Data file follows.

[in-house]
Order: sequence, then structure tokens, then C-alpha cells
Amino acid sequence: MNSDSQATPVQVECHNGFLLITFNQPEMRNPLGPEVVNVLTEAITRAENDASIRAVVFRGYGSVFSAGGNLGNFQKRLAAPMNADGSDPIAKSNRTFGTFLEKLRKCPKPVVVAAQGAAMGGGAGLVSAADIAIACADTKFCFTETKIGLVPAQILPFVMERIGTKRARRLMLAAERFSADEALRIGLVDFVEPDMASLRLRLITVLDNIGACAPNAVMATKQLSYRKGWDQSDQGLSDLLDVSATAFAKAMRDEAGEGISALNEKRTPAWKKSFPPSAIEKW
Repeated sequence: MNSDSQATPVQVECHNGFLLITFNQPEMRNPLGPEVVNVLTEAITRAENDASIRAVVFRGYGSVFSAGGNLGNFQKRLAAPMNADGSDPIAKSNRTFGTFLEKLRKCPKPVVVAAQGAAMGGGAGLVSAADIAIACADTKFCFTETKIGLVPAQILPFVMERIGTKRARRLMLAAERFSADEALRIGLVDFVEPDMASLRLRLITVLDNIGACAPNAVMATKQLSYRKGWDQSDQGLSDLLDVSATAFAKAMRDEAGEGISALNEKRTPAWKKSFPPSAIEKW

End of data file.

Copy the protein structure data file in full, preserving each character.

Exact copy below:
[in-house]
Order: sequence, then structure tokens, then C-alpha cells
Amino acid sequence: MNSDSQATPVQVECHNGFLLITFNQPEMRNPLGPEVVNVLTEAITRAENDASIRAVVFRGYGSVFSAGGNLGNFQKRLAAPMNADGSDPIAKSNRTFGTFLEKLRKCPKPVVVAAQGAAMGGGAGLVSAADIAIACADTKFCFTETKIGLVPAQILPFVMERIGTKRARRLMLAAERFSADEALRIGLVDFVEPDMASLRLRLITVLDNIGACAPNAVMATKQLSYRKGWDQSDQGLSDLLDVSATAFAKAMRDEAGEGISALNEKRTPAWKKSFPPSAIEKW
Repeated sequence: MNSDSQATPVQVECHNGFLLITFNQPEMRNPLGPEVVNVLTEAITRAENDASIRAVVFRGYGSVFSAGGNLGNFQKRLAAPMNADGSDPIAKSNRTFGTFLEKLRKCPKPVVVAAQGAAMGGGAGLVSAADIAIACADTKFCFTETKIGLVPAQILPFVMERIGTKRARRLMLAAERFSADEALRIGLVDFVEPDMASLRLRLITVLDNIGACAPNAVMATKQLSYRKGWDQSDQGLSDLLDVSATAFAKAMRDEAGEGISALNEKRTPAWKKSFPPSAIEKW